A broken beak can be a serious thing for a chicken. Beaks are their tools, their hands, their major way of interacting with the world. Sometimes the bird needs to be euthanized, if the break is so bad that it can’t regrow. (I’ve seen some truly dreadful pictures of hens with their beaks broken entirely off. Shudder.)
Fortunately for Booty, her break, while serious, wasn’t quite that desperate.
This picture was taken yesterday, after it had healed for almost a week. It is a lot less bloody and oozy. You can’t truly tell in the picture, but it looks like she snapped the entire top layer off, including the tip. The below pic, for reference, is what a beak is supposed to look like.
For a couple of days after it happened, poor Booty was clearly in a lot of pain, and although she clearly wanted to eat, she wouldn’t. Or couldn’t. The internet said that a snapped beak has nerves in it that makes the pain equivalent to a broken tooth. I kept dabbing some chicken-safe medicinal ointment on it, and kept offering her all her favorite soft foods. She wouldn’t eat. I seriously was considering putting her down, because I didn’t want her to starve to death, and I was afraid she must be in terrible pain. But then mom took her out some bread, and came back in with the wonderful news that she’d eaten some. It still took a few more days, but finally she is able to eat her regular food again, and is clearly going to be ok. Beaks can regrow if enough of the beak is left, and in her case I think it will. But that will be quite a few months down the road. Poor girl. I wish I knew how she did this to herself!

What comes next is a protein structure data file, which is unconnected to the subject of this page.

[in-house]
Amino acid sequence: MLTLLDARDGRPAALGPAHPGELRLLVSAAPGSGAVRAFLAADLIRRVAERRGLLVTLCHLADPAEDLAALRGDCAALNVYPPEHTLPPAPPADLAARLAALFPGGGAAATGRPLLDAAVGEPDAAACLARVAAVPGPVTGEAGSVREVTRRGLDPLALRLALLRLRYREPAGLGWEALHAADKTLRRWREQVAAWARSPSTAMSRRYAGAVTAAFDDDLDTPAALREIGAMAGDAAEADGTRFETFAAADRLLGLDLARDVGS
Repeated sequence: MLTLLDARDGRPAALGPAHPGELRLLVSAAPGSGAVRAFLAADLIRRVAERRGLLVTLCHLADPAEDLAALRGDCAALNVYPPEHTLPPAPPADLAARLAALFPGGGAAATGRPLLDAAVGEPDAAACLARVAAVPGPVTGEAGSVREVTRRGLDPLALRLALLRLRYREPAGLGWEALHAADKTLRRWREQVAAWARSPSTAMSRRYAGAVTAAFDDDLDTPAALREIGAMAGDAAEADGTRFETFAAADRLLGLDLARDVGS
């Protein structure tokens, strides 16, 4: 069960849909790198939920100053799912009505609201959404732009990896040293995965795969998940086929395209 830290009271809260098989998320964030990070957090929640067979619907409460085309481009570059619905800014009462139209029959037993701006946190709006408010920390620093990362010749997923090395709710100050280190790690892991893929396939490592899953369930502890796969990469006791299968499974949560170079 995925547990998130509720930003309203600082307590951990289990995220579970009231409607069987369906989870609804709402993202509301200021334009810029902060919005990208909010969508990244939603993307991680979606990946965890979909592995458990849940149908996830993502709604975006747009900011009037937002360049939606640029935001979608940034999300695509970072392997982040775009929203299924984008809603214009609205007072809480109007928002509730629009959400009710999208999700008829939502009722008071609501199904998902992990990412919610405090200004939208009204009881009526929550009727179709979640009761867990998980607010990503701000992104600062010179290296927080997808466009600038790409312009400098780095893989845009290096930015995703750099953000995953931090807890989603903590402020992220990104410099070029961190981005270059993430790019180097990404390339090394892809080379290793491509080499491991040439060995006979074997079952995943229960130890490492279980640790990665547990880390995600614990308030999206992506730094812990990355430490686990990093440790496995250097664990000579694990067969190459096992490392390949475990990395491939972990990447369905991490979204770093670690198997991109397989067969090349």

Except for Booty’s trauma, things have been great on the urban farm. The sunflowers are blooming.
The skies are glorious.
And I have a bunny barn FULL of bunnies. Two does, and their two litters, born one week apart. I think I have thirteen or fourteen baby rabbits in there. I’m not sure. I was busy, and put off getting an accurate count, and then…they were suddenly out of the nest and hopping everywhere…and getting an accurate count right now is impossible. I went out to the barn last night and watched them playing for awhile, and it is the cutest thing ever. At one point, they tired themselves out and just collapsed into this massive soft wiggly pile of sleepy bunnies! I did get a video of some of it – not the bunny pile, though, the light was too far gone at that point.
Colony rabbit raising is absolutely the best way to go. I feel so sorry for rabbits stuck in small wire cages, either all by themselves, or crowded in a bunch of babies, with no room to express their natural social behaviors. These two does are sisters, and have been together from birth. While they did get a little ornery and testy with each other (and me!) during their very first pregnancies, by this second litter, they have figured everything out, and are perfectly sweet with each other, and I can pet them without fearing a bite.
And the babies! They are so sweet with their babies – with all the babies. I am not sure if they nurse only their own, or if they just feed whichever babies are hungry. I know I have seen babies that belong to Thistle come up to Blackberry and attempt to nurse…but these does don’t believe in nursing when the human is watching, so I don’t know if they hop away because of me or because they are holding out for their own children. I suspect the former, though, by the way the babies are acting.
I should have gotten rabbits on the farm ten years ago!